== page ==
The weather lore book on the right hand side is the youngest of them, it was published in 1981 and is packed with 1900 sayings from the English countryside.    Interestingly, they have also been 'tested' and star rated as to their truth!



Following on from Sue's post about Magpies I thought it would be fun to add these sayings:

For anglers in spring it is
always unlucky to see single
magpies; but two may always be 
regarded as a favourable omen.
And the reason for this is, that in cold
and stormy weathr one magpie
alone leaves the nest in search
of food, while the other one
remains sitting with the eggs or
young ones; but when two go out
together, it is only when the 
weather is mild and warm, and
favourable for fishing.

Star rating: *


Magpies flying three or four
together and uttering harsh cries
predict windy weather.

Star rating: *



Given the particularly mild and sunny days we have enjoyed this week, the following saying is a bit worrying - especially as it is given a star rating of ****.


If there's spring in winter, and
winter in spring
The year won't be good for anything.


February is fast running away with us, but tomorrow, 24th February, is St Matthias' Day, apparently he is the patron saint of alcoholics.

Sayings for his day:                               

If it freezes on Saint Matthias' Day,
it will freeze for a month together.   

Star rating: *



Saint Matthias breaks the ice;        *
If he finds none, he will make it.    **


Saint Matthie
Sends sap up into the trees.


The Hand to Mouth book is an old Women's Institute cookery book,  originally published in 1933, my copy dates from 1944.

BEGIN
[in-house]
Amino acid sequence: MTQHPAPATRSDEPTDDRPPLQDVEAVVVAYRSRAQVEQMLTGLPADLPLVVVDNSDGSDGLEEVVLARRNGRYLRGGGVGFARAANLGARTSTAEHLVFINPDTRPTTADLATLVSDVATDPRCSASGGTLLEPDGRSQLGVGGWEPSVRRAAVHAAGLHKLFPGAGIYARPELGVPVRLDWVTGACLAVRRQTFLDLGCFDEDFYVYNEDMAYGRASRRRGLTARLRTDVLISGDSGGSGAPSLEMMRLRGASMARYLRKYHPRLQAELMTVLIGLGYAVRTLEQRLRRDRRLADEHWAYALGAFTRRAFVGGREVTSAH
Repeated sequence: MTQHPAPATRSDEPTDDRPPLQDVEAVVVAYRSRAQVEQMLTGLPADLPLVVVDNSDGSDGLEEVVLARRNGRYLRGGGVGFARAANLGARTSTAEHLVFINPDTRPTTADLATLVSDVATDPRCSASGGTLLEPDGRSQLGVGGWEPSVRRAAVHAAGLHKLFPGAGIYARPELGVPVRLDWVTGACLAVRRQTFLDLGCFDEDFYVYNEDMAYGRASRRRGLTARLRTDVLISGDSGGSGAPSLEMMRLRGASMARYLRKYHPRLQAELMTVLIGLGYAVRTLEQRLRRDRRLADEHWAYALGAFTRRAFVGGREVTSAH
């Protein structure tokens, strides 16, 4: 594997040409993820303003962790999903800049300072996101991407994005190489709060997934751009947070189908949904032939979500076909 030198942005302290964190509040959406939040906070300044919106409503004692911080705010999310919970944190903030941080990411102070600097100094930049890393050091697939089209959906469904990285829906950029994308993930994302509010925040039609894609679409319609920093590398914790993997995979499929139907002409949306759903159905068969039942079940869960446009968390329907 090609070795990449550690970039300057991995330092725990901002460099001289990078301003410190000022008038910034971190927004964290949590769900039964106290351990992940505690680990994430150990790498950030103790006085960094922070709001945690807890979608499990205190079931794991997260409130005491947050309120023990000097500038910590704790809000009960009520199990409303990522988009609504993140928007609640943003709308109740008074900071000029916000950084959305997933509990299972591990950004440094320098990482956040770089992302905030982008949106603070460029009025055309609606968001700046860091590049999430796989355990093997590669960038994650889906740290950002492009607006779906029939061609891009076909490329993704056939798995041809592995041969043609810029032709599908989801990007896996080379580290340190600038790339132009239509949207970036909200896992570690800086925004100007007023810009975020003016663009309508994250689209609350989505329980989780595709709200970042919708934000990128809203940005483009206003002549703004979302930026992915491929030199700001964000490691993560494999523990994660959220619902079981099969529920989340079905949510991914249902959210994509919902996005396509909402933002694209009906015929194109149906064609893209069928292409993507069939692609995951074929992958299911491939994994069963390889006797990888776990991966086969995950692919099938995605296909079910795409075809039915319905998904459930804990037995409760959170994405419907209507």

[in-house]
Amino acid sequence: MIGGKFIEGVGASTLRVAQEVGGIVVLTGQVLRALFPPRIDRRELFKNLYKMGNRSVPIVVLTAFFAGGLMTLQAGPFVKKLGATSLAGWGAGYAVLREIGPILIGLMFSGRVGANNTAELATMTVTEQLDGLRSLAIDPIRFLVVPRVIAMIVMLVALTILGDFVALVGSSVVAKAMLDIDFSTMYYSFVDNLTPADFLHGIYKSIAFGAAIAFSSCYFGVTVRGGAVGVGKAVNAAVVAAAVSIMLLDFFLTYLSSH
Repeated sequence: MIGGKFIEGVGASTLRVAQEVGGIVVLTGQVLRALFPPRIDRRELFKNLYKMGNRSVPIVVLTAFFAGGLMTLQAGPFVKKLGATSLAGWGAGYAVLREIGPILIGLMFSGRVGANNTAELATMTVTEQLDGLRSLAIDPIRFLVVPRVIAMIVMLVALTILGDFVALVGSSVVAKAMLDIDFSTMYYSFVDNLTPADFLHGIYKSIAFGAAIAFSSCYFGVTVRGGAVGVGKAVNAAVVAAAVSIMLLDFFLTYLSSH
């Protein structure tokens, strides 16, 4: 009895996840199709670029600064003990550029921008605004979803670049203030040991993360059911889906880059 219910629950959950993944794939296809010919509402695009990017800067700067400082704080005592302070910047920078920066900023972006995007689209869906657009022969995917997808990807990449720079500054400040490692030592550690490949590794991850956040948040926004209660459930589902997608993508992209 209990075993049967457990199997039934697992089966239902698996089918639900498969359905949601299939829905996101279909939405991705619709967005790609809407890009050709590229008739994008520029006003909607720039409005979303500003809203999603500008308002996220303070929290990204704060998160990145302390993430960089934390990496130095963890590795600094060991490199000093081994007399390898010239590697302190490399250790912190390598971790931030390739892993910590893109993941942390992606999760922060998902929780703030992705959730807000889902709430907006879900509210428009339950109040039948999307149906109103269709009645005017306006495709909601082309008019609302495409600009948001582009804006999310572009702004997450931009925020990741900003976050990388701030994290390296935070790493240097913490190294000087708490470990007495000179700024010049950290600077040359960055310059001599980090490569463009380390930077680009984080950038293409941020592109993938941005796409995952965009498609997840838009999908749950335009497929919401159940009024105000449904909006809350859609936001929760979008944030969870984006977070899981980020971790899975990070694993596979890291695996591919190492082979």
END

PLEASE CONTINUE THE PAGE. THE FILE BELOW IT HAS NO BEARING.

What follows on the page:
The Lotions and Potions book dates from the 1960's, another Women's Institute one.    It is fascinating, full of very old recipes for creams, unguents, medicines and cures, many dating from centuries ago.


Today has been spent bread making, visiting family, and doing a little Wombling.


I decided I could no longer ignore the discarded aluminium cans, coffee cups, bottles, sweetie wrappers, chocolate wrappers, plastic bags, dog dropping bags (full), old lottery tickets, and general detritus, which was strewn along the lane.


I hitched up Toby, grabbed a rubbish bag, my litter picking stick, and set to work.     I cleared both sides of approx 500m of lane and ended up with a large bin bag full of trash.   

The vodka drinker seems to have stopped drinking though, or perhaps they have moved, for there wasn't a single alcohol bottle, whereas previously there would have been at least half a dozen, sometimes more.

A short time later, I went back up the lane to buy some eggs from one of our neighbours.   On the way home I had to pick up another can which someone had discarded since I cleared the verges.

Hey ho!

Thursday, 21 February 2019

People Who Enjoy Conflict



Some bloggers seem to thrive on conflict, and if they can't drum up a good argument on their own blog, they take their big wooden spoon and try to stir it up in comments elsewhere.